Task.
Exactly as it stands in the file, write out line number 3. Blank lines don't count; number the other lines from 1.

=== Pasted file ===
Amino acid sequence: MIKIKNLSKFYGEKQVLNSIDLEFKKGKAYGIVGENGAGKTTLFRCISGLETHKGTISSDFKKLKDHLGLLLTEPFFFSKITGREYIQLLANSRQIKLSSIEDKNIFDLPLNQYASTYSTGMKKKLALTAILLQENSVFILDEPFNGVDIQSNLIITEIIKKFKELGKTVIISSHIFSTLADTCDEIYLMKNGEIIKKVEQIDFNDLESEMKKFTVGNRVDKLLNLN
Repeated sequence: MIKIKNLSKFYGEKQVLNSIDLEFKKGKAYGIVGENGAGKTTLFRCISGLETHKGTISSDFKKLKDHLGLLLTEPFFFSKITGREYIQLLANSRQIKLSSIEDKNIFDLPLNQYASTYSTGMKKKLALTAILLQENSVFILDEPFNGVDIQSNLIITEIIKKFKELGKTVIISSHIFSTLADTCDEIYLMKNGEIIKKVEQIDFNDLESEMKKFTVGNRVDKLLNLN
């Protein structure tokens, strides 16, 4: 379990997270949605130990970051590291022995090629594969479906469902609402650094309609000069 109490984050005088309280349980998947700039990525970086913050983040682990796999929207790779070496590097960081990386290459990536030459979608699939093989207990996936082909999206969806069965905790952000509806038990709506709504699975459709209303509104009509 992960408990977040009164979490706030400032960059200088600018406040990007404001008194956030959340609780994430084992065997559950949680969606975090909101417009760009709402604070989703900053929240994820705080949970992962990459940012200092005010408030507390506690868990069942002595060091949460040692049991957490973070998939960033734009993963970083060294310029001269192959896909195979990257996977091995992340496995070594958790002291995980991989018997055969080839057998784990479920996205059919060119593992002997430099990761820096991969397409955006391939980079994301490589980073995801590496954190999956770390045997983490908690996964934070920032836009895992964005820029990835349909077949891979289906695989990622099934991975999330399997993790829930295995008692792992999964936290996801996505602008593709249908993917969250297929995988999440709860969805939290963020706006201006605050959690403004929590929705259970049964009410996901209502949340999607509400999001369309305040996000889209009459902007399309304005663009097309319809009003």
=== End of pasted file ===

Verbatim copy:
């Protein structure tokens, strides 16, 4: 379990997270949605130990970051590291022995090629594969479906469902609402650094309609000069 109490984050005088309280349980998947700039990525970086913050983040682990796999929207790779070496590097960081990386290459990536030459979608699939093989207990996936082909999206969806069965905790952000509806038990709506709504699975459709209303509104009509 992960408990977040009164979490706030400032960059200088600018406040990007404001008194956030959340609780994430084992065997559950949680969606975090909101417009760009709402604070989703900053929240994820705080949970992962990459940012200092005010408030507390506690868990069942002595060091949460040692049991957490973070998939960033734009993963970083060294310029001269192959896909195979990257996977091995992340496995070594958790002291995980991989018997055969080839057998784990479920996205059919060119593992002997430099990761820096991969397409955006391939980079994301490589980073995801590496954190999956770390045997983490908690996964934070920032836009895992964005820029990835349909077949891979289906695989990622099934991975999330399997993790829930295995008692792992999964936290996801996505602008593709249908993917969250297929995988999440709860969805939290963020706006201006605050959690403004929590929705259970049964009410996901209502949340999607509400999001369309305040996000889209009459902007399309304005663009097309319809009003």